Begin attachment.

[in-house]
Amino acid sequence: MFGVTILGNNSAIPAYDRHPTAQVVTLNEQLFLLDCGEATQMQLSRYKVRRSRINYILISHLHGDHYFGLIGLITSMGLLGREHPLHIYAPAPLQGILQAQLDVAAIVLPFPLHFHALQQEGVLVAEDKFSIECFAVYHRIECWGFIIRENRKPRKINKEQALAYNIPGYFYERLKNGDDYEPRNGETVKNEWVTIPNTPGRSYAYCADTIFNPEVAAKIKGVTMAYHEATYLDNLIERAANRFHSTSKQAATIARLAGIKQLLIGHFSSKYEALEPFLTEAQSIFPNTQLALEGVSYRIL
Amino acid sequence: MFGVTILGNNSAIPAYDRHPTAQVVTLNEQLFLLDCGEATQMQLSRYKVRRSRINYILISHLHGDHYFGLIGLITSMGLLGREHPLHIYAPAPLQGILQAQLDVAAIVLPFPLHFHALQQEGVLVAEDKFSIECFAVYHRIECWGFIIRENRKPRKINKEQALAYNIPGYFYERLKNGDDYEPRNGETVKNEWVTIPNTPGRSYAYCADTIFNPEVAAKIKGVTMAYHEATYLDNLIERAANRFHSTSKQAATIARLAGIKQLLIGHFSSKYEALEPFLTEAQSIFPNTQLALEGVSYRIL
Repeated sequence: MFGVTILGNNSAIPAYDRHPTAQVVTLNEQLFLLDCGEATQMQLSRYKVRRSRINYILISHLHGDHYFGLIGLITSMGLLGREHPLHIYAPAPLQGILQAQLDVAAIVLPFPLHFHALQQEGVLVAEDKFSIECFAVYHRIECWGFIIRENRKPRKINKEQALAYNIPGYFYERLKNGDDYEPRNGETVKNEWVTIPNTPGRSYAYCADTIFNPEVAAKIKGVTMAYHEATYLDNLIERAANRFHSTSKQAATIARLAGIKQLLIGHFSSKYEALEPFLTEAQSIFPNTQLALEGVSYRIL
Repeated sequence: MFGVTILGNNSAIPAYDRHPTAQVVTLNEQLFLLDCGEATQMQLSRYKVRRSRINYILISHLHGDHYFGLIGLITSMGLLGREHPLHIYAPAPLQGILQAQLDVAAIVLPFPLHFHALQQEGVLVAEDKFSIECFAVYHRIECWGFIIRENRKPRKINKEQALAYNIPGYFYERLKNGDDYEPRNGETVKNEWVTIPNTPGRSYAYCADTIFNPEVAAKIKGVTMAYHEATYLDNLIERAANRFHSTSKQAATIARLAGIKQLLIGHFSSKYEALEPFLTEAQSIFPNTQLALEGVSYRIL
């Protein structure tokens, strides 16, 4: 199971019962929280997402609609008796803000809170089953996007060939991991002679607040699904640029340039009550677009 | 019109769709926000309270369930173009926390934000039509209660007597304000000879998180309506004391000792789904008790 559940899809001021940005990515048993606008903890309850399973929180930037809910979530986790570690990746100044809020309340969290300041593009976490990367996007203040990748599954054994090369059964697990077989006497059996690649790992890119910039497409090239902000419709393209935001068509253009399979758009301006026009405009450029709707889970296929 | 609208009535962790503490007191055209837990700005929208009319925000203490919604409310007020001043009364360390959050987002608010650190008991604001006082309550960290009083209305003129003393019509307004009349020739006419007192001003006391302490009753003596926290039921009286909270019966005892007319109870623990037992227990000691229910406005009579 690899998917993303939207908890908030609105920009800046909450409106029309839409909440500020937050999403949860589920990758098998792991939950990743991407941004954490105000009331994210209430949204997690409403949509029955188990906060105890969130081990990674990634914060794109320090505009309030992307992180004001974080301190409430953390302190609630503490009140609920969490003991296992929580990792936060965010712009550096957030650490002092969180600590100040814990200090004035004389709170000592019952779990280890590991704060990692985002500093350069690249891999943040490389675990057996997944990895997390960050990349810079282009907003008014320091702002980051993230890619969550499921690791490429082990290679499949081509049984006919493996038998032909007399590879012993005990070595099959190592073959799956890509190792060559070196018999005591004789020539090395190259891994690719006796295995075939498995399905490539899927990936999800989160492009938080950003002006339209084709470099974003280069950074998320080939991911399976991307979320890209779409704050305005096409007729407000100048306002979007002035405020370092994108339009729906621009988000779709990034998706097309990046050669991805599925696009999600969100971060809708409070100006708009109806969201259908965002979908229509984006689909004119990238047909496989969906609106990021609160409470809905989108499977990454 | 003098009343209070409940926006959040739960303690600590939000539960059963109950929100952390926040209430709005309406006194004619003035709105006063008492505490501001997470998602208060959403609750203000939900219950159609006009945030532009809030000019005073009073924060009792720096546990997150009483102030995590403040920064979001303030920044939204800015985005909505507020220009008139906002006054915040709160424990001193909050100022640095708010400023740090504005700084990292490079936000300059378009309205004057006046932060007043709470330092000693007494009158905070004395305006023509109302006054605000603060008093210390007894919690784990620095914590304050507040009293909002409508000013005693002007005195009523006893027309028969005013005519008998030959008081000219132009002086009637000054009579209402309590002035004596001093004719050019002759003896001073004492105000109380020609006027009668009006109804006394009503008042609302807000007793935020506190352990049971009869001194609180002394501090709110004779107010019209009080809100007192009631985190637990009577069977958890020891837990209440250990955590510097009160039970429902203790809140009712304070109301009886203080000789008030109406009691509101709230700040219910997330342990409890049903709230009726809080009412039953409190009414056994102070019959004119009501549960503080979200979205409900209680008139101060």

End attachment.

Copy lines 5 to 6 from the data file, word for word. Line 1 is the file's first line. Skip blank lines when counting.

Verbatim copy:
Repeated sequence: MFGVTILGNNSAIPAYDRHPTAQVVTLNEQLFLLDCGEATQMQLSRYKVRRSRINYILISHLHGDHYFGLIGLITSMGLLGREHPLHIYAPAPLQGILQAQLDVAAIVLPFPLHFHALQQEGVLVAEDKFSIECFAVYHRIECWGFIIRENRKPRKINKEQALAYNIPGYFYERLKNGDDYEPRNGETVKNEWVTIPNTPGRSYAYCADTIFNPEVAAKIKGVTMAYHEATYLDNLIERAANRFHSTSKQAATIARLAGIKQLLIGHFSSKYEALEPFLTEAQSIFPNTQLALEGVSYRIL
């Protein structure tokens, strides 16, 4: 199971019962929280997402609609008796803000809170089953996007060939991991002679607040699904640029340039009550677009 | 019109769709926000309270369930173009926390934000039509209660007597304000000879998180309506004391000792789904008790 559940899809001021940005990515048993606008903890309850399973929180930037809910979530986790570690990746100044809020309340969290300041593009976490990367996007203040990748599954054994090369059964697990077989006497059996690649790992890119910039497409090239902000419709393209935001068509253009399979758009301006026009405009450029709707889970296929 | 609208009535962790503490007191055209837990700005929208009319925000203490919604409310007020001043009364360390959050987002608010650190008991604001006082309550960290009083209305003129003393019509307004009349020739006419007192001003006391302490009753003596926290039921009286909270019966005892007319109870623990037992227990000691229910406005009579 690899998917993303939207908890908030609105920009800046909450409106029309839409909440500020937050999403949860589920990758098998792991939950990743991407941004954490105000009331994210209430949204997690409403949509029955188990906060105890969130081990990674990634914060794109320090505009309030992307992180004001974080301190409430953390302190609630503490009140609920969490003991296992929580990792936060965010712009550096957030650490002092969180600590100040814990200090004035004389709170000592019952779990280890590991704060990692985002500093350069690249891999943040490389675990057996997944990895997390960050990349810079282009907003008014320091702002980051993230890619969550499921690791490429082990290679499949081509049984006919493996038998032909007399590879012993005990070595099959190592073959799956890509190792060559070196018999005591004789020539090395190259891994690719006796295995075939498995399905490539899927990936999800989160492009938080950003002006339209084709470099974003280069950074998320080939991911399976991307979320890209779409704050305005096409007729407000100048306002979007002035405020370092994108339009729906621009988000779709990034998706097309990046050669991805599925696009999600969100971060809708409070100006708009109806969201259908965002979908229509984006689909004119990238047909496989969906609106990021609160409470809905989108499977990454 | 003098009343209070409940926006959040739960303690600590939000539960059963109950929100952390926040209430709005309406006194004619003035709105006063008492505490501001997470998602208060959403609750203000939900219950159609006009945030532009809030000019005073009073924060009792720096546990997150009483102030995590403040920064979001303030920044939204800015985005909505507020220009008139906002006054915040709160424990001193909050100022640095708010400023740090504005700084990292490079936000300059378009309205004057006046932060007043709470330092000693007494009158905070004395305006023509109302006054605000603060008093210390007894919690784990620095914590304050507040009293909002409508000013005693002007005195009523006893027309028969005013005519008998030959008081000219132009002086009637000054009579209402309590002035004596001093004719050019002759003896001073004492105000109380020609006027009668009006109804006394009503008042609302807000007793935020506190352990049971009869001194609180002394501090709110004779107010019209009080809100007192009631985190637990009577069977958890020891837990209440250990955590510097009160039970429902203790809140009712304070109301009886203080000789008030109406009691509101709230700040219910997330342990409890049903709230009726809080009412039953409190009414056994102070019959004119009501549960503080979200979205409900209680008139101060």